Address to the General Assembly on the Adoption of Resolutions
“The United Nations in Global Economic Governance” and
“Format and Organizational Aspects of the High-Level Political Forum
on Sustainable Development”
New York, 9 July 2013
Ladies and Gentlemen,
It is my honor to preside over this meeting of the General Assembly, in which Member States will consider two resolutions that help advance the cause of sustainable development.
The Rio+20 concluding document mandated this body to oversee the three most important workstreams of the post-2015 agenda.
During the resumed part of the 67th Session, progress has been made with regard to each of them.
Last January, the Open Working Group to define the SDGs was constituted, after some delay, and has since held four clusters of productive meetings.
Last month, Member States established the 30-person Intergovernmental Committee of Experts on Sustainable Development Financing. I will shortly announce the precise date of its first meeting, which will most likely take place at the end of August.
And in a few moments, the General Assembly will adopt a resolution that establishes the institutional foundation for a workable High-level Political Forum to Follow-up on the Implementation of Sustainable Development.
I take this opportunity to express my sincere appreciation to Ambassador Cesare Rapaglini, Permanent Representative of Italy, and Ambassador Luis Alberto Figueiredo Machado, Permanent Representative of Brazil—as well as his predecessor Ambassador Maria Luiza Ribeiro Viotti—for their tireless efforts over several months of intensive consultations.
The agreed text indicates that the Forum will conduct regular reviews on the follow-up and implementation of the SDGs. It will also serve, according to the resolution, “as a dynamic platform for regular dialogue, stocktaking, and agenda-setting to advance sustainable development.”
Beginning with the 68th Session, the Forum will convene quadrennially in the General Assembly at the level of Heads of State and Government, and be chaired by the PGA.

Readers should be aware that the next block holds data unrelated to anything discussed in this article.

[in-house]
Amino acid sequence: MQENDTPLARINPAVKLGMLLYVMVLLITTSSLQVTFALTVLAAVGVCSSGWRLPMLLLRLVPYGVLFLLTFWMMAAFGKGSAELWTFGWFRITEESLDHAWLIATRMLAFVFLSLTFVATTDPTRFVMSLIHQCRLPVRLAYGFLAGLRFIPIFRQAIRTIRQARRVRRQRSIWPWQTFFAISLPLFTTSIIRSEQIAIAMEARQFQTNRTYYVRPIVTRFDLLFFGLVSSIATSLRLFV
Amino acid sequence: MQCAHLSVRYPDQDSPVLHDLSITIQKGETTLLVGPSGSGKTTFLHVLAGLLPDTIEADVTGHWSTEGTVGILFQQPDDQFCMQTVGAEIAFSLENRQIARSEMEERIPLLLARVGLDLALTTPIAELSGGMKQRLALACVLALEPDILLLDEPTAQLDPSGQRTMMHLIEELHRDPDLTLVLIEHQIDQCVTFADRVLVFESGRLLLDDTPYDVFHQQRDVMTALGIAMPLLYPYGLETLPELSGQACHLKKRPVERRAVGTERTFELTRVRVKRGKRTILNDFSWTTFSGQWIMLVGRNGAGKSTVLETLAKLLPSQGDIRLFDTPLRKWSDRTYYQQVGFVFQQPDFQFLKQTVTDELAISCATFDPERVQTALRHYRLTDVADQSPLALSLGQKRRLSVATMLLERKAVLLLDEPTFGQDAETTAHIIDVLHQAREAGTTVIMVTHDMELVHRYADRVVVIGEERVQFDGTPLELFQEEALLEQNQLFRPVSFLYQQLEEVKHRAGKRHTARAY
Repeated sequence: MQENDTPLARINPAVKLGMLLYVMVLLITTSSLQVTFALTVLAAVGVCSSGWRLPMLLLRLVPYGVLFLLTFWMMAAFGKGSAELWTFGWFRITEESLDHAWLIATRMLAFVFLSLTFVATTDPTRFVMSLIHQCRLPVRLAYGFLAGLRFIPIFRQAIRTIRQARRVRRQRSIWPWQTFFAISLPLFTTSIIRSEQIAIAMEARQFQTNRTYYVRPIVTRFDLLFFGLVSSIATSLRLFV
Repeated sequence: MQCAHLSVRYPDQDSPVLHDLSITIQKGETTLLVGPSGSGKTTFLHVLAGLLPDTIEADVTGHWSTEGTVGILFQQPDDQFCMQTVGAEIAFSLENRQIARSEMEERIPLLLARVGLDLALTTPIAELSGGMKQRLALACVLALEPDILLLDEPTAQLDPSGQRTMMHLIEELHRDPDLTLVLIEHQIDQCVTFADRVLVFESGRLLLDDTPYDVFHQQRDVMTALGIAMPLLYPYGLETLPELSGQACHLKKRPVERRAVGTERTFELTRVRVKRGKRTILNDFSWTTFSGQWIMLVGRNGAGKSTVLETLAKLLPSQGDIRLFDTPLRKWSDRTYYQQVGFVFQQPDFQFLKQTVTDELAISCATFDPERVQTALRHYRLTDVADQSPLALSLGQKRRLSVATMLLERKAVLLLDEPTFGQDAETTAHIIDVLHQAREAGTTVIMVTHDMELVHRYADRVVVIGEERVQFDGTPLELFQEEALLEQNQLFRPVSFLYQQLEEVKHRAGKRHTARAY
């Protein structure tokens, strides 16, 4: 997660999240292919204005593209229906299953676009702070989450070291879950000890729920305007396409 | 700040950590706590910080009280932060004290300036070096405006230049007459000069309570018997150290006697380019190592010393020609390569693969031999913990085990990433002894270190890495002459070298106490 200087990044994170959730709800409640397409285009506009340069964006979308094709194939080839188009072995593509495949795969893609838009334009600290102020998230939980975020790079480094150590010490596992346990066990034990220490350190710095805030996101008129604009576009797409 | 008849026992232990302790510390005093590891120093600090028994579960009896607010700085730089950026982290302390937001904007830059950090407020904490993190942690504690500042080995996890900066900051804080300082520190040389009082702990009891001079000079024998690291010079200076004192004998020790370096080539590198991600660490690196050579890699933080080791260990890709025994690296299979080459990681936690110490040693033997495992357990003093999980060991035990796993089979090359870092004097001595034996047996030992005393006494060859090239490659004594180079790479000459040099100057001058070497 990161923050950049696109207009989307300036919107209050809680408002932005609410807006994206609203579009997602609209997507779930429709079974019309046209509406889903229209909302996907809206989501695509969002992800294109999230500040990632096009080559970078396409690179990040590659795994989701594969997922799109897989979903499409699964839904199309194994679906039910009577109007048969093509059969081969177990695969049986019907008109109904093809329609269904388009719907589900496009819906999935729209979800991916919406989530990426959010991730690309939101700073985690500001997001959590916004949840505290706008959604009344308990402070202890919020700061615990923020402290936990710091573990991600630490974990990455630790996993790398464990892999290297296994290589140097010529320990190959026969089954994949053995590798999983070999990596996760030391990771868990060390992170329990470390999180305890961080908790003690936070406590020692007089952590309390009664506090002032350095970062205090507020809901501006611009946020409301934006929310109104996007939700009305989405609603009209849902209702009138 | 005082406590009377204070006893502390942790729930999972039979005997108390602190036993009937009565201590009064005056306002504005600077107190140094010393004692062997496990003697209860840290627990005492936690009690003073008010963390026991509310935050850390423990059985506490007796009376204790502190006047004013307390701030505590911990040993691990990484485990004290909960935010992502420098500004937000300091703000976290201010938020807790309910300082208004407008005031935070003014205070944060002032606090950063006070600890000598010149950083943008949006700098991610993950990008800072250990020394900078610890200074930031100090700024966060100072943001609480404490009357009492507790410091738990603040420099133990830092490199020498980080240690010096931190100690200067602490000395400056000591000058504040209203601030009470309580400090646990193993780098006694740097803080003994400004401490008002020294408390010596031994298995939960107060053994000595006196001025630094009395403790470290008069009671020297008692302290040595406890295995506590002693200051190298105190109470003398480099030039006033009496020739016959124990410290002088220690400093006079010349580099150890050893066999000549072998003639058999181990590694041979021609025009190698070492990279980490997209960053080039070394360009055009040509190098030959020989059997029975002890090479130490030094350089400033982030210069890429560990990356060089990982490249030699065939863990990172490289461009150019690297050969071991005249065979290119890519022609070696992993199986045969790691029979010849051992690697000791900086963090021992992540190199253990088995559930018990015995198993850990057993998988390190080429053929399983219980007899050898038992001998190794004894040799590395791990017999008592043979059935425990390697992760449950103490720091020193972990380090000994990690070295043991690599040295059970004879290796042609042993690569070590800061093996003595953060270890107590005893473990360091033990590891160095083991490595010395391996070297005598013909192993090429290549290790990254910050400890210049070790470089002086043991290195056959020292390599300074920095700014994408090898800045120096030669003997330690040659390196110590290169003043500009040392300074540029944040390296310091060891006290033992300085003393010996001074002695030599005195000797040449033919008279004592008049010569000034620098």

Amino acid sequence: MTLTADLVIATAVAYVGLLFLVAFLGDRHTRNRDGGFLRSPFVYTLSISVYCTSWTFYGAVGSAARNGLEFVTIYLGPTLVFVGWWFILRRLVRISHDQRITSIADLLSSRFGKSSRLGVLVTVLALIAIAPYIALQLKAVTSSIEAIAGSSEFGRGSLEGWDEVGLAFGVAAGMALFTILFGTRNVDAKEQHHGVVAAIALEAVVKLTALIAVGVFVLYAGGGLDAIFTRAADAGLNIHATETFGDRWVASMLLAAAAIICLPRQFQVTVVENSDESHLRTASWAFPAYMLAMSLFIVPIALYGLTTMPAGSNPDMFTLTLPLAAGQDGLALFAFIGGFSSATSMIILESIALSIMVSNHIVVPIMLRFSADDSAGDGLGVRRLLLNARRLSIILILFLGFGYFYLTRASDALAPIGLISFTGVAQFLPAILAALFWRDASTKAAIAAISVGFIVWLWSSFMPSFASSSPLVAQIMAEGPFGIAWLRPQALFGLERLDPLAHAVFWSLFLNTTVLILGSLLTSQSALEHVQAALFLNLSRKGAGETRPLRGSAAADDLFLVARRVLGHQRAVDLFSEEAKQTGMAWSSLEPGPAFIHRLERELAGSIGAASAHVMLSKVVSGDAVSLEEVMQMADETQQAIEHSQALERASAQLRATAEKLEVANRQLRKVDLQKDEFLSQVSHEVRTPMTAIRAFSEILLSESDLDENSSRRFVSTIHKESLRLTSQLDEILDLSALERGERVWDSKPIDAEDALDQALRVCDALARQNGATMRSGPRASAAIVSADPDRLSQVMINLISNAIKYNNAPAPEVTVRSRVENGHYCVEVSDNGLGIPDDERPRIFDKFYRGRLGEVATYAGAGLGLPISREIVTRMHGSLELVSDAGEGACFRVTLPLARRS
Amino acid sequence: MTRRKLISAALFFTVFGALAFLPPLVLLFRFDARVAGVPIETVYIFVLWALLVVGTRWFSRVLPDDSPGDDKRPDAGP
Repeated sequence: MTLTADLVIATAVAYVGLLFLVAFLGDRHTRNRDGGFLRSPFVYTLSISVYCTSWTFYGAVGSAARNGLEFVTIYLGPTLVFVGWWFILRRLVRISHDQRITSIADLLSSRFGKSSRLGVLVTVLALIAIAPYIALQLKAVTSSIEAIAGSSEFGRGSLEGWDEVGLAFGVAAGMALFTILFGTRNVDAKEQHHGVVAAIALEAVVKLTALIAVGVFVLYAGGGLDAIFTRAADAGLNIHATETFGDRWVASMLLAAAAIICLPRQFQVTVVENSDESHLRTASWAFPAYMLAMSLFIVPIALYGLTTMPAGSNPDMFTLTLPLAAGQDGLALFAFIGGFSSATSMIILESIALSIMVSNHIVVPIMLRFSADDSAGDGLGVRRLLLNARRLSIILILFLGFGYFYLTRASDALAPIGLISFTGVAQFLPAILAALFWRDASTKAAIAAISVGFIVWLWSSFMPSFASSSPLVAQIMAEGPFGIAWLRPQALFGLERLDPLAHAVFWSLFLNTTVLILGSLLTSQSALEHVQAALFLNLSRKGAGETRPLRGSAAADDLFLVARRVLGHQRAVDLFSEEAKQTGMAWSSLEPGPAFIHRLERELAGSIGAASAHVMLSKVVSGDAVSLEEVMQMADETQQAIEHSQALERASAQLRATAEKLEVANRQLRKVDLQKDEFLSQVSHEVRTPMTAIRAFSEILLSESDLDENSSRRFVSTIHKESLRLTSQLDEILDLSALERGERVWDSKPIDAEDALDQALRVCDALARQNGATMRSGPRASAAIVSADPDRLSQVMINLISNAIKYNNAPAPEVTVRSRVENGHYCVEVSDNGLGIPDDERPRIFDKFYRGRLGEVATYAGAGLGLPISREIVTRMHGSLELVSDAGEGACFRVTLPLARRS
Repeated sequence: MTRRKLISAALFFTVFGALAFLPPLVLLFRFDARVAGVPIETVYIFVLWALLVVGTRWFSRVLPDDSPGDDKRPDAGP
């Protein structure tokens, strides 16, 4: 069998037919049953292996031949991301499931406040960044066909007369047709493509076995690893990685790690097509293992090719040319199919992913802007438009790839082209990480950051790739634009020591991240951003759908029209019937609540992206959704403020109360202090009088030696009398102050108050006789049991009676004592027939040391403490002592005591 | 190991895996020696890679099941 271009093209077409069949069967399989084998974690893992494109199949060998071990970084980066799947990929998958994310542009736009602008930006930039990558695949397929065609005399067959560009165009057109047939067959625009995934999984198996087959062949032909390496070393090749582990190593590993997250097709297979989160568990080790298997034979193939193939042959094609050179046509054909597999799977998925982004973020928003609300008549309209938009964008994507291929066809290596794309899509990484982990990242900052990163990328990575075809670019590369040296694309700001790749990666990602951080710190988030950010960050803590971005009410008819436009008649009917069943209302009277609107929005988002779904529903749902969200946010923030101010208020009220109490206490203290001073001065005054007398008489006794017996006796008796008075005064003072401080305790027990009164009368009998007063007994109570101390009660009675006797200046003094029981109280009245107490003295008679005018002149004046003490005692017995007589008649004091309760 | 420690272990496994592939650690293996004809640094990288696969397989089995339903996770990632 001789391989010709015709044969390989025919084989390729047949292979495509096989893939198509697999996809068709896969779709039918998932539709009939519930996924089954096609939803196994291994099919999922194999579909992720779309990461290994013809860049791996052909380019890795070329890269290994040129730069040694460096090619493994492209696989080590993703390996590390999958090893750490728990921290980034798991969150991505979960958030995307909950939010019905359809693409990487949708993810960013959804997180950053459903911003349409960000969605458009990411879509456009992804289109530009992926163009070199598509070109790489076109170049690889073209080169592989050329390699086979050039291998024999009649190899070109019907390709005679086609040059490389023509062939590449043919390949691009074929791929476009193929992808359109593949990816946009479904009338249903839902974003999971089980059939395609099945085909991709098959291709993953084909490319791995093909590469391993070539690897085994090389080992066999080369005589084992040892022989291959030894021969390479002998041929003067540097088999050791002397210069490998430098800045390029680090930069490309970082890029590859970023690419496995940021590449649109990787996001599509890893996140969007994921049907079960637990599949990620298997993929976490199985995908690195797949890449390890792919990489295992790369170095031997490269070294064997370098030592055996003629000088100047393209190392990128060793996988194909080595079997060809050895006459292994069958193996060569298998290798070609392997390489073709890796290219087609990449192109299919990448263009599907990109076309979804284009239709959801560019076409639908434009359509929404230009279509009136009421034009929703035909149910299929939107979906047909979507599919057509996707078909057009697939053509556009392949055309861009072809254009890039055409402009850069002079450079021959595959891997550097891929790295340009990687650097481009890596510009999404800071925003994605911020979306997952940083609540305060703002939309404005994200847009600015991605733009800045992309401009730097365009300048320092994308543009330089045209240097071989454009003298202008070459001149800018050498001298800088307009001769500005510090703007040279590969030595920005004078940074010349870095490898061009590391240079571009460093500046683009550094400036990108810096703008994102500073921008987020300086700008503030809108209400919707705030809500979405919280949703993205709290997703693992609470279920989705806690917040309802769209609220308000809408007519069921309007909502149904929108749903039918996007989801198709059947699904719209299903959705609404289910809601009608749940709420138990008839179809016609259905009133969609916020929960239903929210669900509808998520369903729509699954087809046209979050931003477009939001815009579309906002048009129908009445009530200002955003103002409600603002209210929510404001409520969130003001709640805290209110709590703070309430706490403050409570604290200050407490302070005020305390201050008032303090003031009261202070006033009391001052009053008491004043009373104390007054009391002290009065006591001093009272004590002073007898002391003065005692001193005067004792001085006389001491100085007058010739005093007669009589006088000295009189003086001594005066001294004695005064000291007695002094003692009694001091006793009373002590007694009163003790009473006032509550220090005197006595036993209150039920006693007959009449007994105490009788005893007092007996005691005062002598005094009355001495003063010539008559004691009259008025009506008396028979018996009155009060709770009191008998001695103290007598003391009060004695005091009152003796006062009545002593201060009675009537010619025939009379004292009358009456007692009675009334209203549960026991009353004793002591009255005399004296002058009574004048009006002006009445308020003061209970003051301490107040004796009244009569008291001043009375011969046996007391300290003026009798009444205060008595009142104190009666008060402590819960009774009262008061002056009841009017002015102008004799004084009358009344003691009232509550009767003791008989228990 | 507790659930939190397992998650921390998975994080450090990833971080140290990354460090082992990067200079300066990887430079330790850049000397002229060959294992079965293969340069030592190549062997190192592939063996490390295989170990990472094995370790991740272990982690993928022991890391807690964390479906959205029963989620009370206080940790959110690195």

Its annual meetings—comprising a ministerial segment, as well—will be held under the auspices of ECOSOC, and chaired by the Council’s President.
Allow me to use this opportunity to remind you that we still need to reach an agreement on the concluding text of the Special Event to Follow-up on Efforts towards Achieving the Millennium Development Goals, which will be held on September 25th, during the High-level Segment of the General Debate of the 68th Session.
Its outcome document should provide a clear roadmap for how to effectuate a smooth transition from the MDGs to the SDGs. In my view, the MDGs need to fold into the emerging SDGs framework. By 2015, we should have a single, integrated development agenda, not two parallel tracks.
I am confident that these and other deliberations to come will be enriched by the expected passage of the other resolution on today’s schedule, which lays the foundation upon which coordination on global economic, financial, and trade issues can be built up in the time ahead.
Before proceeding any further, allow me to thank Ambassador Octavio Errazuriz, the Permanent Representative of Chile, together his hardworking staff, for the leading role they played in achieving consensus on the text in front of us.